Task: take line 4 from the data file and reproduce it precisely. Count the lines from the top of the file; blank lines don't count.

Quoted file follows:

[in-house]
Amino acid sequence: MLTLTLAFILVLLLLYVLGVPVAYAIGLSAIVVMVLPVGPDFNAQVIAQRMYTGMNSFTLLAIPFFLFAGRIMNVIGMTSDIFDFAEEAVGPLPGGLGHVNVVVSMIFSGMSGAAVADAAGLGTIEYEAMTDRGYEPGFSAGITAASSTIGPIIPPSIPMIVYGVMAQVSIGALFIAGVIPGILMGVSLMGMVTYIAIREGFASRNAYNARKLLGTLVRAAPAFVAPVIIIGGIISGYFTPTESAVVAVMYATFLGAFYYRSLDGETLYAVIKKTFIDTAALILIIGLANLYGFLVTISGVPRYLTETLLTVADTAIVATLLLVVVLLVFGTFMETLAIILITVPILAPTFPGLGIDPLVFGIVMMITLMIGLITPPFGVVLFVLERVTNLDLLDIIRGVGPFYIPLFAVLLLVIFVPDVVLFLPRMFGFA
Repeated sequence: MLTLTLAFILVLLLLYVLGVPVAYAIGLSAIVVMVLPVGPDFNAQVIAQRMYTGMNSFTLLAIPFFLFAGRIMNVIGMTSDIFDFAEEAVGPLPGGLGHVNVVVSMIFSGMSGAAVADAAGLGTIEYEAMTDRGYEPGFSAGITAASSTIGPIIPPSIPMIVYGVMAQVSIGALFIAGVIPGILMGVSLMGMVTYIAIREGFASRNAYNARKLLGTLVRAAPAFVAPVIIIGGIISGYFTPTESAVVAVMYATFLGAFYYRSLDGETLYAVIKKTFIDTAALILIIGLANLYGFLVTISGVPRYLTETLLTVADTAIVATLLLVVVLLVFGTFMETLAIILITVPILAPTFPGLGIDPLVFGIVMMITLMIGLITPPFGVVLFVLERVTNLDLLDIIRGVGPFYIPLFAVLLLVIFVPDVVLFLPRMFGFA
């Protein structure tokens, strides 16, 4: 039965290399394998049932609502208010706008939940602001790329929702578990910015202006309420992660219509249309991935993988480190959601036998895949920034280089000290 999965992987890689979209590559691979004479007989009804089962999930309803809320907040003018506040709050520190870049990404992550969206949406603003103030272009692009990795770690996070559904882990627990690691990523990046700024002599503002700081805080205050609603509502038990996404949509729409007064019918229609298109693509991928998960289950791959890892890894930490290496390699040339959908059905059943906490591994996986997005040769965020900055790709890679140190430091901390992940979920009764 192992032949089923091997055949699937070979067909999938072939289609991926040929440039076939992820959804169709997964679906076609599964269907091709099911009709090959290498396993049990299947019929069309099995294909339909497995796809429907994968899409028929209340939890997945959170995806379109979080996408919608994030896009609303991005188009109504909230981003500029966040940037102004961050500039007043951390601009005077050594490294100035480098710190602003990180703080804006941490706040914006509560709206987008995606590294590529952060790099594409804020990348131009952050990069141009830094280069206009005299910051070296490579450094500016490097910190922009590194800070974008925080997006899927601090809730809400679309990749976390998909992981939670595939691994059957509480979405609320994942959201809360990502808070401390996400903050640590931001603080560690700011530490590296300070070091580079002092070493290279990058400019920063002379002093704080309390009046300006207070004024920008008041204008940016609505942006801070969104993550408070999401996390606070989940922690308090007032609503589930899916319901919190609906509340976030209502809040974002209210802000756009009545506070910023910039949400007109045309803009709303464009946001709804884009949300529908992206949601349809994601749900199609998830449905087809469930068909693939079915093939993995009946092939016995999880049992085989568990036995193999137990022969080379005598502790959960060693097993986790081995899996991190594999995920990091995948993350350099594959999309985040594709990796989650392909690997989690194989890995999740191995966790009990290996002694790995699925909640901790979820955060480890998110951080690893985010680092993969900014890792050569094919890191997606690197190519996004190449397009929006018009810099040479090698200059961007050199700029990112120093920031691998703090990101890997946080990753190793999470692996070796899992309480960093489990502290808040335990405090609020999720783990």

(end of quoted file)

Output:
């Protein structure tokens, strides 16, 4: 039965290399394998049932609502208010706008939940602001790329929702578990910015202006309420992660219509249309991935993988480190959601036998895949920034280089000290 999965992987890689979209590559691979004479007989009804089962999930309803809320907040003018506040709050520190870049990404992550969206949406603003103030272009692009990795770690996070559904882990627990690691990523990046700024002599503002700081805080205050609603509502038990996404949509729409007064019918229609298109693509991928998960289950791959890892890894930490290496390699040339959908059905059943906490591994996986997005040769965020900055790709890679140190430091901390992940979920009764 192992032949089923091997055949699937070979067909999938072939289609991926040929440039076939992820959804169709997964679906076609599964269907091709099911009709090959290498396993049990299947019929069309099995294909339909497995796809429907994968899409028929209340939890997945959170995806379109979080996408919608994030896009609303991005188009109504909230981003500029966040940037102004961050500039007043951390601009005077050594490294100035480098710190602003990180703080804006941490706040914006509560709206987008995606590294590529952060790099594409804020990348131009952050990069141009830094280069206009005299910051070296490579450094500016490097910190922009590194800070974008925080997006899927601090809730809400679309990749976390998909992981939670595939691994059957509480979405609320994942959201809360990502808070401390996400903050640590931001603080560690700011530490590296300070070091580079002092070493290279990058400019920063002379002093704080309390009046300006207070004024920008008041204008940016609505942006801070969104993550408070999401996390606070989940922690308090007032609503589930899916319901919190609906509340976030209502809040974002209210802000756009009545506070910023910039949400007109045309803009709303464009946001709804884009949300529908992206949601349809994601749900199609998830449905087809469930068909693939079915093939993995009946092939016995999880049992085989568990036995193999137990022969080379005598502790959960060693097993986790081995899996991190594999995920990091995948993350350099594959999309985040594709990796989650392909690997989690194989890995999740191995966790009990290996002694790995699925909640901790979820955060480890998110951080690893985010680092993969900014890792050569094919890191997606690197190519996004190449397009929006018009810099040479090698200059961007050199700029990112120093920031691998703090990101890997946080990753190793999470692996070796899992309480960093489990502290808040335990405090609020999720783990």